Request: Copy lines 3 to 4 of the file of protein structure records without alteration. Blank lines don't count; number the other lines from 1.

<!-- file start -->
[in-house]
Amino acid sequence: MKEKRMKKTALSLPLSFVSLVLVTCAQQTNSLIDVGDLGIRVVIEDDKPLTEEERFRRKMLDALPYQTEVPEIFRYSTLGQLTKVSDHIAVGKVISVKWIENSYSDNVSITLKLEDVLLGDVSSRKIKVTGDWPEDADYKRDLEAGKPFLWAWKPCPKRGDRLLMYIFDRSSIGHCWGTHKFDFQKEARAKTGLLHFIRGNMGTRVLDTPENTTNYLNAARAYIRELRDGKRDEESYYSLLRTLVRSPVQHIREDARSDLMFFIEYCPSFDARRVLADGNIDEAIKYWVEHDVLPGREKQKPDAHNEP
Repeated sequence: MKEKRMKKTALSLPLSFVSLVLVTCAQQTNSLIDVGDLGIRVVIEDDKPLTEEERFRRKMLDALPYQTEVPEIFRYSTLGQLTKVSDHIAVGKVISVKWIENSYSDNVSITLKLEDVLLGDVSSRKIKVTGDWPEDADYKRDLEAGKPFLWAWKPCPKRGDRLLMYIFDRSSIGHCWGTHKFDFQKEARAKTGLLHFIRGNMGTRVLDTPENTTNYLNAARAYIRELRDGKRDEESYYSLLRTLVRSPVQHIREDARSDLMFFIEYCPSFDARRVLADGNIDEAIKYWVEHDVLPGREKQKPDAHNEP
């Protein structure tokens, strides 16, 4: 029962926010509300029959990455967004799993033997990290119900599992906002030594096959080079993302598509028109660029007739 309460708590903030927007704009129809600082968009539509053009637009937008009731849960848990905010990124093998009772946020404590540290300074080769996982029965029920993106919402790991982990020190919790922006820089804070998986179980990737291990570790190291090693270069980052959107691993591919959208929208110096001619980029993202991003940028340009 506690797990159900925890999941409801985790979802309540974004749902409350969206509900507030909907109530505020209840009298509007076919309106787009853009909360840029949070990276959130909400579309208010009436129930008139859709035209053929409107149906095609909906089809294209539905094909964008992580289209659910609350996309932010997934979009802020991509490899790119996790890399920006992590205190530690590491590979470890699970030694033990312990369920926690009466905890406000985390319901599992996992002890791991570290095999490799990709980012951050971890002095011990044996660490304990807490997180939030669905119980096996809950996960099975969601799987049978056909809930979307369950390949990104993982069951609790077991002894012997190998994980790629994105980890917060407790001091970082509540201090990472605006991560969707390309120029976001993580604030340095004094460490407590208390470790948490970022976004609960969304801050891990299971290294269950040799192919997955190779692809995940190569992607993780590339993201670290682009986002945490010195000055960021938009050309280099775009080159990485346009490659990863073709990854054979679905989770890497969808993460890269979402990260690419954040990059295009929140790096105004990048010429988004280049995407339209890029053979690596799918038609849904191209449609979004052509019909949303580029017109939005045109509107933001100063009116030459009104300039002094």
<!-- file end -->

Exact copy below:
Repeated sequence: MKEKRMKKTALSLPLSFVSLVLVTCAQQTNSLIDVGDLGIRVVIEDDKPLTEEERFRRKMLDALPYQTEVPEIFRYSTLGQLTKVSDHIAVGKVISVKWIENSYSDNVSITLKLEDVLLGDVSSRKIKVTGDWPEDADYKRDLEAGKPFLWAWKPCPKRGDRLLMYIFDRSSIGHCWGTHKFDFQKEARAKTGLLHFIRGNMGTRVLDTPENTTNYLNAARAYIRELRDGKRDEESYYSLLRTLVRSPVQHIREDARSDLMFFIEYCPSFDARRVLADGNIDEAIKYWVEHDVLPGREKQKPDAHNEP
């Protein structure tokens, strides 16, 4: 029962926010509300029959990455967004799993033997990290119900599992906002030594096959080079993302598509028109660029007739 309460708590903030927007704009129809600082968009539509053009637009937008009731849960848990905010990124093998009772946020404590540290300074080769996982029965029920993106919402790991982990020190919790922006820089804070998986179980990737291990570790190291090693270069980052959107691993591919959208929208110096001619980029993202991003940028340009 506690797990159900925890999941409801985790979802309540974004749902409350969206509900507030909907109530505020209840009298509007076919309106787009853009909360840029949070990276959130909400579309208010009436129930008139859709035209053929409107149906095609909906089809294209539905094909964008992580289209659910609350996309932010997934979009802020991509490899790119996790890399920006992590205190530690590491590979470890699970030694033990312990369920926690009466905890406000985390319901599992996992002890791991570290095999490799990709980012951050971890002095011990044996660490304990807490997180939030669905119980096996809950996960099975969601799987049978056909809930979307369950390949990104993982069951609790077991002894012997190998994980790629994105980890917060407790001091970082509540201090990472605006991560969707390309120029976001993580604030340095004094460490407590208390470790948490970022976004609960969304801050891990299971290294269950040799192919997955190779692809995940190569992607993780590339993201670290682009986002945490010195000055960021938009050309280099775009080159990485346009490659990863073709990854054979679905989770890497969808993460890269979402990260690419954040990059295009929140790096105004990048010429988004280049995407339209890029053979690596799918038609849904191209449609979004052509019909949303580029017109939005045109509107933001100063009116030459009104300039002094």